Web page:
Prozac in the metaverse: Mental illness in the virtual world

If our reality already floats in a shallow pool of instability, to what extent will our brain be able to coordinate leaving and entering two different worlds? Perhaps in the tangible one, Prozac will knock on our door from a drone to compensate for physical self-loathing

Pills and a capsule on pastel pink colored background.
Pills and a capsule on pastel pink colored background.© Eggy Sayoga (Getty Images)

Takeshi travels in style, always solo. He doesn’t need much to get around: just a functioning electrical grid, a fiber-optic internet connection, television, a powerful computer, any up-to-date video game console and piles of instant ramen. And without leaving his room, he can set sail on virtual seas for years on end. Takeshi is a committed agoraphobic, a modern vampire resigned to his coffin, as afraid of fresh air as of the electricity of human contact. He is a hikikomori, or a “parasite single,” as the Japanese have begun to call young people of his ilk. His tendency to abandon material reality for a life in the virtual world is becoming ever more common among young people across the globe.

Young people like Takeshi are likely to experience high levels of social anxiety, psychosis and depression. Or at least that’s what Dr Tamaki Saito says in his book Hikikomori: Adolescence without End. Saito sees hikikomori as the local result of two colliding elements of modern Japanese society: on one hand, the social stigma around difference, and on the other, the growth of digital spaces that offer a place for individual expression. When young people find their opportunities limited in the “real world” (a term that has grown increasingly slippery) they can turn to the infinite possibilities of the digital universe. Saito warns that the cultural phenomenon could grow to include up to 10 million young Japanese people. And if the metaverse visionaries have their way, there could be many more, all around the world.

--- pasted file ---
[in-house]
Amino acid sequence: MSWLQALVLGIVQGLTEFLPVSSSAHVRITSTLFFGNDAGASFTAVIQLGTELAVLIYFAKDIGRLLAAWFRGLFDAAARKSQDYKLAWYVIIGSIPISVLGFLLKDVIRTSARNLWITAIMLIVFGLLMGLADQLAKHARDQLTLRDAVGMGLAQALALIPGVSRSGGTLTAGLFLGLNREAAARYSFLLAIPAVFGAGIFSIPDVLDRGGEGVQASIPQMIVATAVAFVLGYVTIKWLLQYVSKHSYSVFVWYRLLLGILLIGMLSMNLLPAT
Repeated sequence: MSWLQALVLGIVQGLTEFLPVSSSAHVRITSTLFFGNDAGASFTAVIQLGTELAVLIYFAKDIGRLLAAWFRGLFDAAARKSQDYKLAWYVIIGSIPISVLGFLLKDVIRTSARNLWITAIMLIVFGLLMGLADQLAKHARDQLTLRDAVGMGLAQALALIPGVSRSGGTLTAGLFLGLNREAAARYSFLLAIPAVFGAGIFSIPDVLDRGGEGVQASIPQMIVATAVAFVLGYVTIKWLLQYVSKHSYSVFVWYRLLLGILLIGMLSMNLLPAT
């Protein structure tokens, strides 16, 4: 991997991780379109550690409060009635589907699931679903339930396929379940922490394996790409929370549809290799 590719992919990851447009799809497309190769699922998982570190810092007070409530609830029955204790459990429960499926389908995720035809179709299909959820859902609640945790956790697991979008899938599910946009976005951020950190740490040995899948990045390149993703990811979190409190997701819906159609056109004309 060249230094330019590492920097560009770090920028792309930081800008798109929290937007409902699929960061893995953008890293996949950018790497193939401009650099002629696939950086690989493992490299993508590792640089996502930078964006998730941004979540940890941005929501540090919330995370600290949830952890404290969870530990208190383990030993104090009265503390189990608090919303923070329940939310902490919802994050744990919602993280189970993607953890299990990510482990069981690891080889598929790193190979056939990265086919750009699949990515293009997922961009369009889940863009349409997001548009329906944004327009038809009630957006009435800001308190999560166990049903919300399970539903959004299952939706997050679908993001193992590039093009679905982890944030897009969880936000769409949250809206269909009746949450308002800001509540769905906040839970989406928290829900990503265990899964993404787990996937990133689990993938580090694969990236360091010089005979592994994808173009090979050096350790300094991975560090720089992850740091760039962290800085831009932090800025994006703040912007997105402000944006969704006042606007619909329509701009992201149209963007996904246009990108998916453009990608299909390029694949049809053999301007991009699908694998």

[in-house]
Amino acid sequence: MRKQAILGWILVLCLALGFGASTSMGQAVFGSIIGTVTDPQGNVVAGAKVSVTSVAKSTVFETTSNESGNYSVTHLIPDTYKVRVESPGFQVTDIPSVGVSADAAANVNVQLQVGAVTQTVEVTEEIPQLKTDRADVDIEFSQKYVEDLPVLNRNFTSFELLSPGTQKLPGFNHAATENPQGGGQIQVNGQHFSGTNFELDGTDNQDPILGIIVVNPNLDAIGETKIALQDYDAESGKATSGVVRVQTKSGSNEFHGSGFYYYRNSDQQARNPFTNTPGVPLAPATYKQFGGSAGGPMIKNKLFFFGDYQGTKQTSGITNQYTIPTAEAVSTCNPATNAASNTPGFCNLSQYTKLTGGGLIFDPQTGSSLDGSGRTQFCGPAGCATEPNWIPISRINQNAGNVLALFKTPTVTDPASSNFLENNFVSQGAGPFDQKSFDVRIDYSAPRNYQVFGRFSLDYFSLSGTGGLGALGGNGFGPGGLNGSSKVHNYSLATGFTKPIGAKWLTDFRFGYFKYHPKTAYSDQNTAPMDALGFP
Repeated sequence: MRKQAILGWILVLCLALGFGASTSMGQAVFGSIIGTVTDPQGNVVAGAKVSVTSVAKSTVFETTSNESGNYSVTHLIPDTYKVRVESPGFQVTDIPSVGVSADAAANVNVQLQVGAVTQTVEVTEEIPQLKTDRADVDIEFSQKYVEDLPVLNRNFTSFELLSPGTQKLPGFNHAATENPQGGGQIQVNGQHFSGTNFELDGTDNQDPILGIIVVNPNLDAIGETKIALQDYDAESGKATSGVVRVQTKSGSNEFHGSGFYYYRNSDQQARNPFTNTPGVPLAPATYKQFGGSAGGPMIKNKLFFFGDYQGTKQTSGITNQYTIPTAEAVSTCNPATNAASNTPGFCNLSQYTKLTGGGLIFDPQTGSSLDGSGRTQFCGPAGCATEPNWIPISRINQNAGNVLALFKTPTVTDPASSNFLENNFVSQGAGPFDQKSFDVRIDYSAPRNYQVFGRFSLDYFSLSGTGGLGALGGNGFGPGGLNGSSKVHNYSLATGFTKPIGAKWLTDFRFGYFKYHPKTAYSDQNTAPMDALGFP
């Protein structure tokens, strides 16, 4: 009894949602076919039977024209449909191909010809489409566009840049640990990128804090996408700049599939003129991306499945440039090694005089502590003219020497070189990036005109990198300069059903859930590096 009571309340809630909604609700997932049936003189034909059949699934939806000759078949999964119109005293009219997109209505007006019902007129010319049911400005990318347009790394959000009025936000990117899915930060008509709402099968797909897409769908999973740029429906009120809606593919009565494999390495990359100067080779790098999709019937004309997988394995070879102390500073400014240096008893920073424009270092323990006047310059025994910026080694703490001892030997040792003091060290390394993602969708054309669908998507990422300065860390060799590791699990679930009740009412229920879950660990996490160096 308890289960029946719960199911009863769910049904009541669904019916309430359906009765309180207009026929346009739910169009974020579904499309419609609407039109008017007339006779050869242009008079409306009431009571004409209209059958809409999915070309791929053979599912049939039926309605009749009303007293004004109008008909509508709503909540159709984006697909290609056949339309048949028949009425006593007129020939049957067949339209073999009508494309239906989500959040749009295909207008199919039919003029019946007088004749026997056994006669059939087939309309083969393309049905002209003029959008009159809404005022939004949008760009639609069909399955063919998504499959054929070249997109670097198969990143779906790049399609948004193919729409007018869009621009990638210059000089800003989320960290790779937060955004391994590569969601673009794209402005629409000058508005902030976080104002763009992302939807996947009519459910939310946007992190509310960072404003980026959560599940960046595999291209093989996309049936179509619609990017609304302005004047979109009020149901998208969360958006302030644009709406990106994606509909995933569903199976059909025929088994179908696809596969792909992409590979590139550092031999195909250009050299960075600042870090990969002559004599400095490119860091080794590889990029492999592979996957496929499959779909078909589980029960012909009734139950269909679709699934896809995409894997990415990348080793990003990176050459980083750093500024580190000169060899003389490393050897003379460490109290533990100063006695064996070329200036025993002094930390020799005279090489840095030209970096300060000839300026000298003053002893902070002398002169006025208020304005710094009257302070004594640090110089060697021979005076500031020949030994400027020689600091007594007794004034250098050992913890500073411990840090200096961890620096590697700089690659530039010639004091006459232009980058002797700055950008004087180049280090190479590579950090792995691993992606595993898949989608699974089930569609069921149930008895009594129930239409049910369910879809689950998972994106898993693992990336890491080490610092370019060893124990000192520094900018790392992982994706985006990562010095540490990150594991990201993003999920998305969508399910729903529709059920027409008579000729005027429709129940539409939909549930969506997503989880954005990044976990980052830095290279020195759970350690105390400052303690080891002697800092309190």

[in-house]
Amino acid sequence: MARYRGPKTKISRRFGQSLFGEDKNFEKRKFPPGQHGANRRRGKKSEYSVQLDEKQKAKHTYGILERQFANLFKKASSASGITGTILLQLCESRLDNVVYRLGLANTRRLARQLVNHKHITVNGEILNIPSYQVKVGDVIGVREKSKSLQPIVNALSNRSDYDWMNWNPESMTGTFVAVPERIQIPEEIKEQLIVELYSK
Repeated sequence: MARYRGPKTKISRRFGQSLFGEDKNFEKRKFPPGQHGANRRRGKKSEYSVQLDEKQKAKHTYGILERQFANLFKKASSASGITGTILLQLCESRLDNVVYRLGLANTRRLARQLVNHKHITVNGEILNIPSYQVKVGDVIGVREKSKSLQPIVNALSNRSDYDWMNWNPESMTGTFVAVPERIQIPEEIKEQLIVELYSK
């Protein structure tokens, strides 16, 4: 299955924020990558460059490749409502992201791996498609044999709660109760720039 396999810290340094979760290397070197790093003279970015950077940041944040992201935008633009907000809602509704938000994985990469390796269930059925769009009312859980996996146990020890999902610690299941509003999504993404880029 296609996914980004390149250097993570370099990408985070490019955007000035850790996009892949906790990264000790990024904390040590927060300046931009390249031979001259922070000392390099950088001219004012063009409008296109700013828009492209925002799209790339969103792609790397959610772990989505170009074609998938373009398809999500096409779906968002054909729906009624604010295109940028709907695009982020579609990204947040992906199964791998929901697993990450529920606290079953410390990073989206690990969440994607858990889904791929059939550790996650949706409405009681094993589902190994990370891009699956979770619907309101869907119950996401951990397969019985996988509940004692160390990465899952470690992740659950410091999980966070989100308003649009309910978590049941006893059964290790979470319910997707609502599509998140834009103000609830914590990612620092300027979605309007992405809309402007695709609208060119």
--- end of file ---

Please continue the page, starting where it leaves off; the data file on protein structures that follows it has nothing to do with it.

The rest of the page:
Drunk on their success in transforming the modern world, Mark Zuckerberg and his Silicon Valley minions have decided to transform reality. Not satisfied with having irremediably transformed the social life of more than half the planet’s residents, these t-shirt-clad millionaires, after having set in motion Big Brother’s machines, now aspire to fully conquer consumers’ senses.

But be warned: whoever lets themselves be swept away by the metaverse will need a kilo and a half of aspirin each day. Our experience of reality already teeters on the verge of stability each day, our perception altered by elements as natural as light, exhaustion, hunger and love. How far will our brain be able to handle our transit between two different worlds?